The Irish side did not even manage to come up with a contingency plan until Brexit happened – claims to the contrary by Enda Kenny and Michael Noonan that they had been working on this since the British election a year ago have been shattered by Brendan Howlin’s casual assurance that he knew nothing of this even though until 6 May he was Minister for Public Expenditure and Reform.
What we should want
There are a few things we could insist upon: an end to the Euro and the European Central Bank, the replacement of the Council of Ministers with a Senate comprised of two Senators, democratically elected from each Member State (this was a proposal of John Bruton of some years ago before he was colonised).
But there is no chance of that or of anything other than the further consolidation of the power of Germany and the ECB and the further enrichment of the already rich.
http://www.thejournal.ie/readme/vincent-browne-brexit-european-union-2851248-Jun2016/?utm_source=shortlink
....but but but its really about the racists and the youth and for heaven's sake think of the money, errrr, children....it is, isn't it....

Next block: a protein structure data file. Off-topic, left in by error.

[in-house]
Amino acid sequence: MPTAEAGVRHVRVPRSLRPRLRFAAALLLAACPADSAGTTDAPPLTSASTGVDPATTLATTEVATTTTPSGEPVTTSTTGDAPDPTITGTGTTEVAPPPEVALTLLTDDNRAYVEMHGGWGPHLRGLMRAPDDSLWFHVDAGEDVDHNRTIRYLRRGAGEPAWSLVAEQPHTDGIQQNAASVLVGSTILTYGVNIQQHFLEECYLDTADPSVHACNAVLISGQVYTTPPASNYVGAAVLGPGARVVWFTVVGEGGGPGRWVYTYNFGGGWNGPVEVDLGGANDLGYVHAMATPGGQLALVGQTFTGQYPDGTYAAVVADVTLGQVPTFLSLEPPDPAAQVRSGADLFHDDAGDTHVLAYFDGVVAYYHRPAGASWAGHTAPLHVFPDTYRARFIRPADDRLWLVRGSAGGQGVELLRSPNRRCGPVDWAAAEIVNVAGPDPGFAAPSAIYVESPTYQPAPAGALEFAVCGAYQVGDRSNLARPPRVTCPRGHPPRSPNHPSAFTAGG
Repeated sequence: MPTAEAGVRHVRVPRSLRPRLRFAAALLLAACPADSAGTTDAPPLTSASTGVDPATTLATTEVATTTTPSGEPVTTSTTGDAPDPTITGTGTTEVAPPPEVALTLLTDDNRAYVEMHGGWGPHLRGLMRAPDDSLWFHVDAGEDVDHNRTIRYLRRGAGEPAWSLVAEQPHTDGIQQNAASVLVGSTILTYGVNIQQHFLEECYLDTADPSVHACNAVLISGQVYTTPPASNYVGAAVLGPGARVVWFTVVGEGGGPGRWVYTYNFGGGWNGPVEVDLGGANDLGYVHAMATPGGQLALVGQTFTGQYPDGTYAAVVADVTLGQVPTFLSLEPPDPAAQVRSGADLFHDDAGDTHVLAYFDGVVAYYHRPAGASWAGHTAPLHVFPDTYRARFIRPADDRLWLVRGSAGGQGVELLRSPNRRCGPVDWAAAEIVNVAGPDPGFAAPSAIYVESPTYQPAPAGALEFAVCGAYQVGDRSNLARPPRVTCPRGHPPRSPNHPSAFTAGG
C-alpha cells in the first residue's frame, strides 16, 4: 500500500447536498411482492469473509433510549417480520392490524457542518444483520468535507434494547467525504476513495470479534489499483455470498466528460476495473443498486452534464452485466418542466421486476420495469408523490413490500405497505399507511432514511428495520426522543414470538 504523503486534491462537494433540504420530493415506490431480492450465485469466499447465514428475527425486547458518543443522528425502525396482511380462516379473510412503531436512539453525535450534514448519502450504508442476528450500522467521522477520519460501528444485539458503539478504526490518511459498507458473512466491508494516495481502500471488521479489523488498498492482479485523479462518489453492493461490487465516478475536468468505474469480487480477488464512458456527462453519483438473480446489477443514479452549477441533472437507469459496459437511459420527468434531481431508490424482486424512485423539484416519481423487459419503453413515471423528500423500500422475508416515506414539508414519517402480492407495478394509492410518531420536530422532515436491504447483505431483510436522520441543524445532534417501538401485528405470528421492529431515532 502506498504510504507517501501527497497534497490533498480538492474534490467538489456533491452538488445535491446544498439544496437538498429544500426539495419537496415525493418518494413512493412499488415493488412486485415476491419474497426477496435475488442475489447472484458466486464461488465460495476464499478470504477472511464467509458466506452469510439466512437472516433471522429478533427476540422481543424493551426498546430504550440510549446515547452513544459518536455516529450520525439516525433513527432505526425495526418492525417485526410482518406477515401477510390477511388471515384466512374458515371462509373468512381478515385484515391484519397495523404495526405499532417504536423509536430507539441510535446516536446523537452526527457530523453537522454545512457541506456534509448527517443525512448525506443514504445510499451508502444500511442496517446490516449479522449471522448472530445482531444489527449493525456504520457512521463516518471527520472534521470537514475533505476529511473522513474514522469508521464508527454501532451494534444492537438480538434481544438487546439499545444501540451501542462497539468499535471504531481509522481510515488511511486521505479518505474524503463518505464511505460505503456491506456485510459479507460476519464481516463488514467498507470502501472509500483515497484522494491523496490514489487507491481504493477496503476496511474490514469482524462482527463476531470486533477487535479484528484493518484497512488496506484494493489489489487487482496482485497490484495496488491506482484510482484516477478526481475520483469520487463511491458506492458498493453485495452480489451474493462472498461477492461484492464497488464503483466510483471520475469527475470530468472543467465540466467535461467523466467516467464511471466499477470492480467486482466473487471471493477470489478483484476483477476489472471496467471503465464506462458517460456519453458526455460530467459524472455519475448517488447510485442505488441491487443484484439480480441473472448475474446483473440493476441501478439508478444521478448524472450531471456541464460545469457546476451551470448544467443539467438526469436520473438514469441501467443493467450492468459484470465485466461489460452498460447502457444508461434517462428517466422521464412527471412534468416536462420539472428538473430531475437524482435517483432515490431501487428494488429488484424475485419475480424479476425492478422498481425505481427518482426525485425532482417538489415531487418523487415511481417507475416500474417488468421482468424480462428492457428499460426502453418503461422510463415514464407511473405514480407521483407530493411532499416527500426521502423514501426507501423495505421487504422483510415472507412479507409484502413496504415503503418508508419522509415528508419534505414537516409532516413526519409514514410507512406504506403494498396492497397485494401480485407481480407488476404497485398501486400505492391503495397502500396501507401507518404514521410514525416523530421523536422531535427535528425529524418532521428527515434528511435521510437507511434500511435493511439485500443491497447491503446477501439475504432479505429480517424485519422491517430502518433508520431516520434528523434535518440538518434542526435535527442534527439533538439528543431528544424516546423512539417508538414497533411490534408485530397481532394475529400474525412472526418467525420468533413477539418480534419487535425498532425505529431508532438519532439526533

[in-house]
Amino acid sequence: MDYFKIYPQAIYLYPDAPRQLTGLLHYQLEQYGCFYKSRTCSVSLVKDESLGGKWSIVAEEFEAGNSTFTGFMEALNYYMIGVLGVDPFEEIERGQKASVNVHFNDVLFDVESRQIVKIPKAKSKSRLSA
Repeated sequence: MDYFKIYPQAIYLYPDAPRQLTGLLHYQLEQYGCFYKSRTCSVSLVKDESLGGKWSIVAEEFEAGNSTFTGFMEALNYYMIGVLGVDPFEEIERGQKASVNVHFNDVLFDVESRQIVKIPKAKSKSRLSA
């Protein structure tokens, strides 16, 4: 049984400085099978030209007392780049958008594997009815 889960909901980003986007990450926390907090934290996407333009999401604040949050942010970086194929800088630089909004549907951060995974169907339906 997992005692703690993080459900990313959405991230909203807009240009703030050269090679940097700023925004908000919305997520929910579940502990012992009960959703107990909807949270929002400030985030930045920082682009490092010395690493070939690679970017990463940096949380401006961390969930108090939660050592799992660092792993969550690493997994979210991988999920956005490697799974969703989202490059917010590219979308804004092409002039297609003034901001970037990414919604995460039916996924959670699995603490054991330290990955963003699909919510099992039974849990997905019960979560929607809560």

Cheers
 
I do not really understand the view that this was a major victory of the little man over the elites.
The real fight of the British 'little man' should be against the British elites.

- Britain has the most class-divided society in Europe; an enormous percentage of power in Britain is reserved for those from the same few elite schools and universities; social mobility is very small, hence why the outlook for so many lower and lower middle class people is bleak
- Britain has the best and the worst education in Europe, and the best and the worst educated populace in Europe
- Britain has one of the least efficient national health services in Europe
- Britain has the most flexible labour laws in Europe, with little protection for the little man
- Britain has further dismantled its social system the past years and will continue to do so under Tory goverment
- etc. etc. etc.

Please tell me what Europe has to do with this?
The leave campaign was backed by several millionaires and one of the most influencial people in the world (Murdoch), yet it is a victory against the elite? It was a victory against one kind of elite, but now you find yourselves even more in the hands of another kind of elite. A bit tragic.
 
blutto said:
gooner said:
Excellent once again by Vincent Browne, that I will share the entire article.